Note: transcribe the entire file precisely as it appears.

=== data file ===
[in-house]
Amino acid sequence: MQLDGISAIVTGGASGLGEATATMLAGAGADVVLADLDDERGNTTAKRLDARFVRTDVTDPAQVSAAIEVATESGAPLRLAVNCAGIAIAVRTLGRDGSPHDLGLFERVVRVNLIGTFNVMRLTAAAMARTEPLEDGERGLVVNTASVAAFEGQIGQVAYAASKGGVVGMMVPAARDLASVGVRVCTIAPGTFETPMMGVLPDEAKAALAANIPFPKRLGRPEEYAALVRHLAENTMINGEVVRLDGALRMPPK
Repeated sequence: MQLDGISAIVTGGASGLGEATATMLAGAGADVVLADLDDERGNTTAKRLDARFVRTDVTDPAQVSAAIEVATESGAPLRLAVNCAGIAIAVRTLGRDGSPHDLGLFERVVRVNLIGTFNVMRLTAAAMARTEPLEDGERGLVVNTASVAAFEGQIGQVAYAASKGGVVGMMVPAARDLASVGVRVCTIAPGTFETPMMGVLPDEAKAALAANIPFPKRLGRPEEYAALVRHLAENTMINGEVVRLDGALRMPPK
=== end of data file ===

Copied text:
[in-house]
Amino acid sequence: MQLDGISAIVTGGASGLGEATATMLAGAGADVVLADLDDERGNTTAKRLDARFVRTDVTDPAQVSAAIEVATESGAPLRLAVNCAGIAIAVRTLGRDGSPHDLGLFERVVRVNLIGTFNVMRLTAAAMARTEPLEDGERGLVVNTASVAAFEGQIGQVAYAASKGGVVGMMVPAARDLASVGVRVCTIAPGTFETPMMGVLPDEAKAALAANIPFPKRLGRPEEYAALVRHLAENTMINGEVVRLDGALRMPPK
Repeated sequence: MQLDGISAIVTGGASGLGEATATMLAGAGADVVLADLDDERGNTTAKRLDARFVRTDVTDPAQVSAAIEVATESGAPLRLAVNCAGIAIAVRTLGRDGSPHDLGLFERVVRVNLIGTFNVMRLTAAAMARTEPLEDGERGLVVNTASVAAFEGQIGQVAYAASKGGVVGMMVPAARDLASVGVRVCTIAPGTFETPMMGVLPDEAKAALAANIPFPKRLGRPEEYAALVRHLAENTMINGEVVRLDGALRMPPK